From Publishers Weekly
In 1980, when Kuegler was seven, she accompanied her German linguist parents into the Papuan (New Guinea) jungle to live with the Fayu, a Stone Age tribe of naked people with bones through their noses. She felt immediately at home and by her own account had an idyllic childhood till she was 17, even though the Fayu were split into four mutually hostile subtribes in a culture of "hate, fear and tribal war," where children "knew no security or innocence" and had "little love, no forgiveness and no peace." After years of close friendship with Fayu children, eventually Kuegler was sent to boarding school in Switzerland, had a baby shortly after she graduated, married, divorced, sank into depression and attempted suicide. Young readers, and anthropologists, too, will find this account of a most unusual childhood engrossing and will root for the survival of the Fayu. (Mar. 2)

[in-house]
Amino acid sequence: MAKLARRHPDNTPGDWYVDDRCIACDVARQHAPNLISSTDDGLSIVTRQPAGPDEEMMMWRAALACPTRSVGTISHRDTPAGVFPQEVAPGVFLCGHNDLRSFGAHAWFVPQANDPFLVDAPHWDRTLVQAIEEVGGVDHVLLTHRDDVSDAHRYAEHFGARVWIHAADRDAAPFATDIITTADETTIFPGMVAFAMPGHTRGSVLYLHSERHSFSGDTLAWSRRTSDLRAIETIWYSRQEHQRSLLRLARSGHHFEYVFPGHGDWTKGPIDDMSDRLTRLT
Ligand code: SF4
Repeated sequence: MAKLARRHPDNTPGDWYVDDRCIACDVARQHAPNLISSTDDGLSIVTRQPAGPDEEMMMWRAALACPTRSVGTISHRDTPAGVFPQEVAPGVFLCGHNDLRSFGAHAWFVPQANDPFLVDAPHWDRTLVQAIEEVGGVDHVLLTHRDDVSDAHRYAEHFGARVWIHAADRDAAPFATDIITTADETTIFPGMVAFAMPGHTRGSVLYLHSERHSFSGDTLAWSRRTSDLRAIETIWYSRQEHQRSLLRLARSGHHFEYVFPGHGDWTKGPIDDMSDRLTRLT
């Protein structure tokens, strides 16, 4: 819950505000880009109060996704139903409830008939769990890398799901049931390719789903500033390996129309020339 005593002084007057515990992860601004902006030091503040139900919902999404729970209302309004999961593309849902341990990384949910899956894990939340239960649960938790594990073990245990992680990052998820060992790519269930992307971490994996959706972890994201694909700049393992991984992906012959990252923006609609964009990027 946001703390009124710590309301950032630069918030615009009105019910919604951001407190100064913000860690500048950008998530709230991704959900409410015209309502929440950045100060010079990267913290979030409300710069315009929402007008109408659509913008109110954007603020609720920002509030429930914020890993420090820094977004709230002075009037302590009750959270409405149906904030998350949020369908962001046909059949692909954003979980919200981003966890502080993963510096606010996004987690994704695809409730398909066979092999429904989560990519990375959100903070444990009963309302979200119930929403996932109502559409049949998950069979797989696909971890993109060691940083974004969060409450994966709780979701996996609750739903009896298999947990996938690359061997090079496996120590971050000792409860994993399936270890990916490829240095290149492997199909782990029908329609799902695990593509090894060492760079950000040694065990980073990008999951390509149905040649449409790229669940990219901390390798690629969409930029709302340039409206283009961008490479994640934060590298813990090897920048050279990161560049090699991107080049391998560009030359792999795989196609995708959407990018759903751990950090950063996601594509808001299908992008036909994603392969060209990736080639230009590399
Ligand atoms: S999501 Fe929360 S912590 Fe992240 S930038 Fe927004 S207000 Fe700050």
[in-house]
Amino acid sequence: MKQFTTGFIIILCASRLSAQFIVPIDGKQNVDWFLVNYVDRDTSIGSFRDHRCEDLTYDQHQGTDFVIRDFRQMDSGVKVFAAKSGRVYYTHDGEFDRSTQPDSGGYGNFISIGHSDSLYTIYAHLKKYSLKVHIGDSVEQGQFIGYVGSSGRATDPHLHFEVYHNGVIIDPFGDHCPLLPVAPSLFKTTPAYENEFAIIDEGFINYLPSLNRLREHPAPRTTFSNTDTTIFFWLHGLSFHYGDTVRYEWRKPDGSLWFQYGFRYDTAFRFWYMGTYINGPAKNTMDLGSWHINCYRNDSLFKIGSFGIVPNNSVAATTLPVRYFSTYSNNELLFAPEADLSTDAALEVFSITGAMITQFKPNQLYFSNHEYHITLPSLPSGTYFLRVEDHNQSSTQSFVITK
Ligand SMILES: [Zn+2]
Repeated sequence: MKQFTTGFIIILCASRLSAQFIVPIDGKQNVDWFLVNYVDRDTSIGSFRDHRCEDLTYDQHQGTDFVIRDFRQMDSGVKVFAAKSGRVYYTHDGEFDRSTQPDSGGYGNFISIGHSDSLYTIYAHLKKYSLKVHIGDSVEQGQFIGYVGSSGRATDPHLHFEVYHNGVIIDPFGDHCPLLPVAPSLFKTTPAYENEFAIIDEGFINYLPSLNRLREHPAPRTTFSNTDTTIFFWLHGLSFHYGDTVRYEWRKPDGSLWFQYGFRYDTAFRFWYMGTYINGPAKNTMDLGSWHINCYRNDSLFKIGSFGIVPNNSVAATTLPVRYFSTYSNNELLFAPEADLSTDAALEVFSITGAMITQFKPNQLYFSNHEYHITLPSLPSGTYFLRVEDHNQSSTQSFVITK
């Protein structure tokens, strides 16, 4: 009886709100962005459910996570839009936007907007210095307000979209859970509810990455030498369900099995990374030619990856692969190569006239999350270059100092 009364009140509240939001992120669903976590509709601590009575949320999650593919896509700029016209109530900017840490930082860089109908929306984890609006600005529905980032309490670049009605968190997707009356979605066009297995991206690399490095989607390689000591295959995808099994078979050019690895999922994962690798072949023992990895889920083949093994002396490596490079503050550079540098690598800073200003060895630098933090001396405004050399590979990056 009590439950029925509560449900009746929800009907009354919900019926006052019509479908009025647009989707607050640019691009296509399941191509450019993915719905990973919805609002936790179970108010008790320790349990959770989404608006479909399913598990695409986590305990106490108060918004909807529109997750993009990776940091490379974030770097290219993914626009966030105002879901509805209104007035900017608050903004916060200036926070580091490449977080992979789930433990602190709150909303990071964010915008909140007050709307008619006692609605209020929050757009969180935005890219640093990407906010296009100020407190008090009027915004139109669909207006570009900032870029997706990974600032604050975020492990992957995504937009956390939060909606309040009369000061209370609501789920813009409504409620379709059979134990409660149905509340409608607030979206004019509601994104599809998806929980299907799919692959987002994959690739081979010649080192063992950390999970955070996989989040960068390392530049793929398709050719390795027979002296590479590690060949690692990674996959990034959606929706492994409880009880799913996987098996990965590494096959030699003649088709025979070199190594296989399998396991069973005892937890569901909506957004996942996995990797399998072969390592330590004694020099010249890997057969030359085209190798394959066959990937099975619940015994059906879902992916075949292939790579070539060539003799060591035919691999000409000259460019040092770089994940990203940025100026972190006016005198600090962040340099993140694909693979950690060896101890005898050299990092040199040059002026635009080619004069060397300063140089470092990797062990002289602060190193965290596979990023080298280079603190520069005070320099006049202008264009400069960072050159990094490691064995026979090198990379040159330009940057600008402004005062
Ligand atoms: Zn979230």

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Kuegler, who has resided in the "modern world" for only 15 years, begins her extraordinary memoir in 1980, when at age 8 she and her German family moved to the "Lost Valley" in Indonesia's interior, home of the primitive Fayu tribe. Despite the difficult living conditions--boiled river water for baths, a kerosene stove for cooking, an abundance of insects, snakes, and plate-sized spiders--Sabine always feels at home there, living "a life without stress in midst of nature, untouched by modern civilization." She and her siblings teach the native children soccer and hide-and-seek; in return they learn how to survive in the jungle. Kuegler's family gradually teaches its hosts to break the cycle of revenge and murder that has ruled their behavior for centuries, causing the Fayu to live in constant fear, never sure of a viable future. Eventually Kuegler forsakes this world, returning to Germany to pursue traditional education and marriage, but she never forgets the tranquility and comfort she derived from her years in the jungle. Deborah DonovanCopyright © American Library Association. All rights reserved